Current Exhibit

The BRT Art Gallery is an ongoing initiative to have the work of local visual artists combine with BRT's performing arts programming to enhance the audience's total experience and expose them to the many talented artists that live and work nearby. Exhibits generally change every 5 or 6 weeks between mid-September and May. Artwork is viewable two hours before scheduled theater events and is often for sale.


Blackstone River Theatre's Art Gallery will host an exhibition and sale of pastels and paintings by KAROLE NICHOLSON from October 14 through November 25 viewable two hours before and during scheduled theatre events, in the upper and lower lobby of the Blackstone River Theatre, 549 Broad St., Cumberland, RI. The BRT Art Gallery is an ongoing initiative to have the work of local visual artists combine with BRT's performing arts programming to enhance the audience's total experience.

For more than 40 years, Karole has explored various expressive mediums including ceramics, collage, watercolor, acrylics, oils and hanging sculpture. In 2002, she took her first pastel class and discovered the medium that would speak to her like no other. 
Karole is an active member of the Pastel Society of Cape Cod, the Connecticut Pastel Society, the Pastel Society of New Hampshire, Providence Art Club, Attleboro Arts Museum and the Foxboro Art Association. She is a juried associate member of the Pastel Society of America. Her pastels have been shown in international competitions and national/regional shows throughout New England where she has won best of show and first place awards. 

Karole attended Rhode Island School of Design studying graphic and advertising design. She has studied pastel technique from internationally acclaimed artists in workshops throughout the country and abroad and her award-winning work has appeared in many solo and group shows throughout New England. In 2008 she traveled to Peru with the Art Ambassadors Project and in 2011 to Italy to experience and paint the Umbrian/Tuscan landscape. In 2016 she traveled to The Ring of Kerry to discover and paint Ireland’s untouched coastal lands. Karole returns to Tuscany in October 2017 to paint in the vineyards surrounding Siena.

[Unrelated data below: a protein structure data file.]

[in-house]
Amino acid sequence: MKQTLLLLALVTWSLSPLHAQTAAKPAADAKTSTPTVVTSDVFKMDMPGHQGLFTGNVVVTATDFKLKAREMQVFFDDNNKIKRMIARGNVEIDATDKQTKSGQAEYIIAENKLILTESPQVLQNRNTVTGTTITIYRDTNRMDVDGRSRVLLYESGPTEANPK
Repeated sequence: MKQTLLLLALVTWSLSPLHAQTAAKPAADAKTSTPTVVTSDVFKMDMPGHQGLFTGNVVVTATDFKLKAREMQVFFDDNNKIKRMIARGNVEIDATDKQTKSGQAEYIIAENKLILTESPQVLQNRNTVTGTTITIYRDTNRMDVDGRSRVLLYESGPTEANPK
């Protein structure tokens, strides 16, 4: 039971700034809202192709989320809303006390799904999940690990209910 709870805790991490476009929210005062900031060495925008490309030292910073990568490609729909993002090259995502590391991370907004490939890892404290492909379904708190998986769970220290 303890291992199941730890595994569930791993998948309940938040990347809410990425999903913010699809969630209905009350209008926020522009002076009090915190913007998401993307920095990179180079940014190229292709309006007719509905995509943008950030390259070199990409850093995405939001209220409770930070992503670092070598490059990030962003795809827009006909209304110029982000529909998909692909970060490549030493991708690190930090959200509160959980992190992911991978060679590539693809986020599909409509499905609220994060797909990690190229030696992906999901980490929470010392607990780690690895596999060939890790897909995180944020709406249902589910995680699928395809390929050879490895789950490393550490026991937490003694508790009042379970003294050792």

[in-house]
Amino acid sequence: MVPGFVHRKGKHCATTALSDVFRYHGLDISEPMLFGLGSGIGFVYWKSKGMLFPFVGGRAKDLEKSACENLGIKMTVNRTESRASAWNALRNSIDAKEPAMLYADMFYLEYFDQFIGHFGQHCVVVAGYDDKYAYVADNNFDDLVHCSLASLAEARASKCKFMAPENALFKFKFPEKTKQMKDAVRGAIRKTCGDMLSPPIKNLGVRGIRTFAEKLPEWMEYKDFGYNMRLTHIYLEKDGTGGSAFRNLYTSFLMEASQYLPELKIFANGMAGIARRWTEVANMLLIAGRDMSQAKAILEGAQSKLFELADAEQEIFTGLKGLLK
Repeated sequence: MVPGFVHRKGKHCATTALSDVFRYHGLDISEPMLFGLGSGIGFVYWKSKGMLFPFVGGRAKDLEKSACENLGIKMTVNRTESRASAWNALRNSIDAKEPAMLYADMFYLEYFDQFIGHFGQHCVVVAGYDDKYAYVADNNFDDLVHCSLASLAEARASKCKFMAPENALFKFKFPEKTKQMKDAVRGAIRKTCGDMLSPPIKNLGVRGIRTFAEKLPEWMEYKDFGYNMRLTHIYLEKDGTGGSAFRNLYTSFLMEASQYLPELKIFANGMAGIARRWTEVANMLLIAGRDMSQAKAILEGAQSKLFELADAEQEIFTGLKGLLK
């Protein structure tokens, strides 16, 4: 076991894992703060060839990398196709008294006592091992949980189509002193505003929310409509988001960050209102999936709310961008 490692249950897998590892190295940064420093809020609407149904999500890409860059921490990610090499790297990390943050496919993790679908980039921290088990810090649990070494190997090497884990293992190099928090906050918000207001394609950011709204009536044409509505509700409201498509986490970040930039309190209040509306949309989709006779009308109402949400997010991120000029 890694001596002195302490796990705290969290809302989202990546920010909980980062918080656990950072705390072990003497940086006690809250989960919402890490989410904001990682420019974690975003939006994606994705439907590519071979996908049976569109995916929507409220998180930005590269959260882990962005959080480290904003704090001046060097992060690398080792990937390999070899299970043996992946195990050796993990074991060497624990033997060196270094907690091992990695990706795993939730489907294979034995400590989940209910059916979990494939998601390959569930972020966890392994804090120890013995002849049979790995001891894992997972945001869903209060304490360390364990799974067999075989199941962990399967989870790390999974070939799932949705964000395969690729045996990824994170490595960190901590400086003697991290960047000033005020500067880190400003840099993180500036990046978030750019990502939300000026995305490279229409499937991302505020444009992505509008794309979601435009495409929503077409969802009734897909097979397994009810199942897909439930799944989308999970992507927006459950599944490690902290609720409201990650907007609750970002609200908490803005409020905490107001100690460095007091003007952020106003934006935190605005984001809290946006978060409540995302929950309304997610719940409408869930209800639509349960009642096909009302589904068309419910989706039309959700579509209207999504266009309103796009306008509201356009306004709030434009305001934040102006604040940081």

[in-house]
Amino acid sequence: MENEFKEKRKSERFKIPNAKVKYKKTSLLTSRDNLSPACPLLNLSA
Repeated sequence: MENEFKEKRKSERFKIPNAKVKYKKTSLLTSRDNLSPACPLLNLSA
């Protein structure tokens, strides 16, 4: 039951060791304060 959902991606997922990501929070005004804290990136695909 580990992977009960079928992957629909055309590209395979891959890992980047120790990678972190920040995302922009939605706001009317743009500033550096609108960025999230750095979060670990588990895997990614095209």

An appreciation and concern for the disappearing green spaces in the local environment are at the center of her painting focus. She chooses to capture intimate scenes of Southeastern New England, bringing the viewer to a place of identification and memory. Often the scenes are not unique and frequently overlooked … streams, fields, farms, paths. These subjects come into play when suddenly trees are downed, land is excavated and what was once a tender resting spot for the senses is now a development of oversized houses. The landscape was once a subject that attracted her because of her appreciation of nature and all things green, but it now takes on new importance. She feels compelled to document the changing landscape, to reconnect her audience to the earth with which they coexist. 

My art combines my life experiences with my need to connect to nature and to the influences of daily life. Capturing the intimate landscape of the local environment, I interpret these scenes primarily using pastels, but often employ other mediums. This body of work welcomes discovery and a deep appreciation for subjects that beg for preservation.

I am drawn to compositions with strong negative and positive space; the relationship between the two is so clear that it invites me in. Although I enjoy experimenting with various mediums, I truly value the reliability of my most chosen tools: pastel on sand paper. Each painting starts with a loose vine charcoal sketch to conceptualize the composition followed by an oil wash to lay down the values. Once this is complete, I am ready to select my pastel palette. With over 1,200 pastel sticks to choose from, it is a skillful, yet playful process. The layering of crystallized color creates mood, develops contrast and accentuates the focal point. My excitement builds until the painting asks for a signature.

The evolution of my landscape work demonstrates my concern for the rapidly disappearing open space in our communities. In the blink of an eye it is being replaced by residential and commercial growth. There is little breathing space left. By defining these “forgotten” sanctuaries it is my hope the viewer will adopt a renewed appreciation and perspective for the remaining undeveloped land in Southeastern New England. In stimulating positive responses I aim to influence recognition and support for the conservation and preservation of local green spaces.

My art experiences are directly related to my life experiences. Significant relationships are at the center of my art; the unwavering support of my husband, my family and my friends. Depicting scenes that will stimulate memory and create mood serves as a tool of communication and a source of challenge. What I create is not only a reflection of who I am today; it is the sum of many parts that is tethered by the struggle and the joy.